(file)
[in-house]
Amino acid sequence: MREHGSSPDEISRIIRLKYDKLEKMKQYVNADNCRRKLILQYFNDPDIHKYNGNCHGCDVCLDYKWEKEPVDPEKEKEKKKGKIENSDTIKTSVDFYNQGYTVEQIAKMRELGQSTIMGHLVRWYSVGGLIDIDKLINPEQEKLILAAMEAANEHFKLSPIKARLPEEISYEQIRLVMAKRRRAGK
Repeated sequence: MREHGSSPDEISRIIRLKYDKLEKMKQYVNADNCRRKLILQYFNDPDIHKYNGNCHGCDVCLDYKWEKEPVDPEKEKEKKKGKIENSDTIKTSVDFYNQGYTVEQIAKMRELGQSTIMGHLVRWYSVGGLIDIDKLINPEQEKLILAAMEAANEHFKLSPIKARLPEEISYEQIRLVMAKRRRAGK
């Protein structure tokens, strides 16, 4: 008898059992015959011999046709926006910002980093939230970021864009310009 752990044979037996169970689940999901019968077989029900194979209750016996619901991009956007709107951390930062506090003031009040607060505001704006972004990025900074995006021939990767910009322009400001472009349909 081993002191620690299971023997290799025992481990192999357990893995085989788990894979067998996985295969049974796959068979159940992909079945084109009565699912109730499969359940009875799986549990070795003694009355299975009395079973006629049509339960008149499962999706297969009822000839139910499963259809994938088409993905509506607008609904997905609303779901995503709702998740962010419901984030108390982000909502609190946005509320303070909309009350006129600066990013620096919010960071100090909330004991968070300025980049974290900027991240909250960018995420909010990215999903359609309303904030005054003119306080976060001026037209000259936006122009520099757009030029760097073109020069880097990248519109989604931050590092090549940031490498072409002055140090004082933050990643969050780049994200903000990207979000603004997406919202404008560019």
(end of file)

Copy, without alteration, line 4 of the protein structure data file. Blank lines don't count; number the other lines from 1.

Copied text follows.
């Protein structure tokens, strides 16, 4: 008898059992015959011999046709926006910002980093939230970021864009310009 752990044979037996169970689940999901019968077989029900194979209750016996619901991009956007709107951390930062506090003031009040607060505001704006972004990025900074995006021939990767910009322009400001472009349909 081993002191620690299971023997290799025992481990192999357990893995085989788990894979067998996985295969049974796959068979159940992909079945084109009565699912109730499969359940009875799986549990070795003694009355299975009395079973006629049509339960008149499962999706297969009822000839139910499963259809994938088409993905509506607008609904997905609303779901995503709702998740962010419901984030108390982000909502609190946005509320303070909309009350006129600066990013620096919010960071100090909330004991968070300025980049974290900027991240909250960018995420909010990215999903359609309303904030005054003119306080976060001026037209000259936006122009520099757009030029760097073109020069880097990248519109989604931050590092090549940031490498072409002055140090004082933050990643969050780049994200903000990207979000603004997406919202404008560019």